A Moment to Reflect

22 June 2020

A Moment to Reflect -48


Before the lockdown started, I was halfway through leading a series of evening reflections that I called “Christ in the Wilderness.” It was based around a series of religious paintings of that name by Stanley Spencer. 

At the time, part of the attraction to me of focusing on Spencer—apart from the paintings themselves— was his Port Glasgow connection. (Spencer was an official War artist, but he was also commissioned after the Second World War to do a series of paintings of the Port Glasgow shipyards, which meant he painted scenes of places familiar to me as a child.)

Spencer was a Christian and his paintings are mostly profound spiritual reflections on the gospel that often challenge and sometimes disturb our conventional images of Jesus. (Bishop Stephen Cottrell, named as the next Archbishop of York, has written a very helpful book on Spencer’s wilderness paintings.) 

As part of the presentation in one of those evening meetings I had used this photo that I remember taking from a fairly fast-moving car on the road from Jerusalem down to Jericho. Don’t worry I wasn’t the driver!  It shows the kind of desert terrain in which John the Baptist preached and into which the Spirit of God drove Jesus after his baptism. It also indicates perhaps why the road down from Jerusalem to Jericho was ‘bandit country’ in which a lone traveller might easily be ambushed. But I’ve chosen it mainly to illustrate the last of the quotations (for the moment) that I want to share with you from the writings of Rachel Held Evans.

“Two thousand years later, John’s call remains a wilderness call, a cry from the margins. Because we religious types are really good at building walls and retreating to temples. We’re good at making mountains out of our ideologies, obstructions out of our theologies, and hills out of our screwed-up notions of who’s in and who’s out, who’s worthy and who’s unworthy. We’re good at getting in the way. Perhaps we’re afraid that if we move, God might use people and methods we don’t approve of, that rules will be broken and theologies questioned. Perhaps we’re afraid that if we get out of the way, this grace thing might get out of hand. Well, guess what? It already has. Grace got out of hand the moment the God of the universe hung on a Roman cross and with outstretched hands looked out upon those who had hung him there and declared, “Father, forgive them, for they know not what they do.” ― Rachel Held Evans, Searching for Sunday: Loving, Leaving and Finding the Church.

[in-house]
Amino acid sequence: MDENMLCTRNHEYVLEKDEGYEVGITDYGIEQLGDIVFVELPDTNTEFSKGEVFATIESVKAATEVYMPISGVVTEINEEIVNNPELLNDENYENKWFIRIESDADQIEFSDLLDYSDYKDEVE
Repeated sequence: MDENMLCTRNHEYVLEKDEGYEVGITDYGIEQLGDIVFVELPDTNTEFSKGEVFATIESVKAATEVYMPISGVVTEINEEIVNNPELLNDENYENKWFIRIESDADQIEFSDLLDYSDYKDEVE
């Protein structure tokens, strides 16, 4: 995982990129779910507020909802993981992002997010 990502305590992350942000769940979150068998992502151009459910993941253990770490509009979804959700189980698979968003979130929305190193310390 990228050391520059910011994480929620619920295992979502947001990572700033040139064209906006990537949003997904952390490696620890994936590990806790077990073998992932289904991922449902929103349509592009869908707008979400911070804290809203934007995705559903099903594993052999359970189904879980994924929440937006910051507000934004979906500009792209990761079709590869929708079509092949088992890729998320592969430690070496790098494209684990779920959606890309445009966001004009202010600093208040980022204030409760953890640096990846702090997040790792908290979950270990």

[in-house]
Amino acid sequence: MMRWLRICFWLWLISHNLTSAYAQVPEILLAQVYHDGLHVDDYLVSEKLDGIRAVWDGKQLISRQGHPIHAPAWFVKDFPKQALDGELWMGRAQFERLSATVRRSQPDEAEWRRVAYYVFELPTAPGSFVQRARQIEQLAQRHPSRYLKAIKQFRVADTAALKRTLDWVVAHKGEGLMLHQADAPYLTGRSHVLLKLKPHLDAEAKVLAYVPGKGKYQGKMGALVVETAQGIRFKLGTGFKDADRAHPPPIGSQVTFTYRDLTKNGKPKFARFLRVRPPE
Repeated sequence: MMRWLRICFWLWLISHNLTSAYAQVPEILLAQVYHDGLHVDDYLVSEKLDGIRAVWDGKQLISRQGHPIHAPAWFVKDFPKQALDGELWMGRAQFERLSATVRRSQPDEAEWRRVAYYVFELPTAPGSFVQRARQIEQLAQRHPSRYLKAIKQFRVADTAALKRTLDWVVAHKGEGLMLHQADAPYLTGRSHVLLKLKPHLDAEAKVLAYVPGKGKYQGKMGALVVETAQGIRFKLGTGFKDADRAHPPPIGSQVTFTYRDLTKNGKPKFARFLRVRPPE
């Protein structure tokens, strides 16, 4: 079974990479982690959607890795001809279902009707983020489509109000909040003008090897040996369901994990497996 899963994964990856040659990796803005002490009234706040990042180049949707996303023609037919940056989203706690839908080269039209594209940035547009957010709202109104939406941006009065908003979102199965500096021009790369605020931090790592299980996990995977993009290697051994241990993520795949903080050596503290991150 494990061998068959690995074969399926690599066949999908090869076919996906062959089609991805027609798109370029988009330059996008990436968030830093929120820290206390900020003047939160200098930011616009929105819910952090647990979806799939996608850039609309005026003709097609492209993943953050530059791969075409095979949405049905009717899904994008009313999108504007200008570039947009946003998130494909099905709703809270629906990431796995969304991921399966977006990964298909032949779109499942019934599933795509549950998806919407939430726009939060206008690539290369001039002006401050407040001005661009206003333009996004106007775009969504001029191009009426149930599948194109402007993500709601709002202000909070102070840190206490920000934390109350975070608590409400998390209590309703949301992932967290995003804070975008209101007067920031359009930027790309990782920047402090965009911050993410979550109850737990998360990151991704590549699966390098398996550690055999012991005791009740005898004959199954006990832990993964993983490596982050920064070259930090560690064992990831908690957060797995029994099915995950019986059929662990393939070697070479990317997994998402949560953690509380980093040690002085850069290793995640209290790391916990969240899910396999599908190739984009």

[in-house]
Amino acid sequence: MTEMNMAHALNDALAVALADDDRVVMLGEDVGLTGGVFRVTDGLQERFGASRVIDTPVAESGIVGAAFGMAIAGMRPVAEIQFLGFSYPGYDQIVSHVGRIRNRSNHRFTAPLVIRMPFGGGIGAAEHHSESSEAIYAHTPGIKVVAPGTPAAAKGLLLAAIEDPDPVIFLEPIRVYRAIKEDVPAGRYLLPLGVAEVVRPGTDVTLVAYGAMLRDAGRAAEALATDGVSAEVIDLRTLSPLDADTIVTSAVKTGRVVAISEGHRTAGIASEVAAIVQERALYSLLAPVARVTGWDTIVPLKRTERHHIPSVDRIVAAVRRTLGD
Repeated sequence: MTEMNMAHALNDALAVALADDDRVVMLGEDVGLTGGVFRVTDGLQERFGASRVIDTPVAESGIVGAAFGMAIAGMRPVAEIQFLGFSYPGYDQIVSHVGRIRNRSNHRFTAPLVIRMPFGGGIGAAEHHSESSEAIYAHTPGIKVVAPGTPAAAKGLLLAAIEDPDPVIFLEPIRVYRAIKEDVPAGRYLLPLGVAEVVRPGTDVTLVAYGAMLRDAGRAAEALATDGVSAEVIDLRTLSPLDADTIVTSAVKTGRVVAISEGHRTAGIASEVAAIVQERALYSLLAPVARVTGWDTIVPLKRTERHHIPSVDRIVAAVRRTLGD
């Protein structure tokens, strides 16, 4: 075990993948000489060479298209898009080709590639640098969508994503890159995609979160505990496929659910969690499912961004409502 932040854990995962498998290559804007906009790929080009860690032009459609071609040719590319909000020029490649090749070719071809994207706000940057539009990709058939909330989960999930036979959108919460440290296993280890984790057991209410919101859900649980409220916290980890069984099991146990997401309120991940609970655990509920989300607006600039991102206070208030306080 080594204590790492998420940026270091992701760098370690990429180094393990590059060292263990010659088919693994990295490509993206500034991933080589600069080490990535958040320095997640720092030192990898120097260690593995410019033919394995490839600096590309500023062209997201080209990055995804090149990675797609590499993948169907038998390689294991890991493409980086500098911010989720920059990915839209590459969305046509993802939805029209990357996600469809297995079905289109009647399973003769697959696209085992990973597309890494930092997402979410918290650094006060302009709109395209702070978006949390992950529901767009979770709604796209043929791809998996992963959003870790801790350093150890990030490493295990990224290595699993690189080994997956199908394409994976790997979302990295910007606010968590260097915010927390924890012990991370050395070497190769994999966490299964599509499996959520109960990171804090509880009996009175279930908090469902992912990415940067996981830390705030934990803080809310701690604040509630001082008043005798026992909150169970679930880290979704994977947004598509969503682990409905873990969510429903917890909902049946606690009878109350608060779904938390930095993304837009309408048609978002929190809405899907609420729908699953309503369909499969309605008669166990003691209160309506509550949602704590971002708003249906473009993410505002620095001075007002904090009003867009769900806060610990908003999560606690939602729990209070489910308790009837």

The whole ‘lockdown” situation has been for most of us a kind of wilderness experience where, quite suddenly and unexpectedly, we have been deprived of many things that we had long taken for granted and on which we had previously relied. 

But the wilderness historically (and Biblically) has also often been a place of prayer, of personal spiritual renewal, of insight and fresh discovery… precisely because things are stripped back to the bare essentials. In the wilderness we recognise what really matters to us and what is actually not quite as important as we previously thought.

What have you learned so far about yourself, or about God, in these strange days?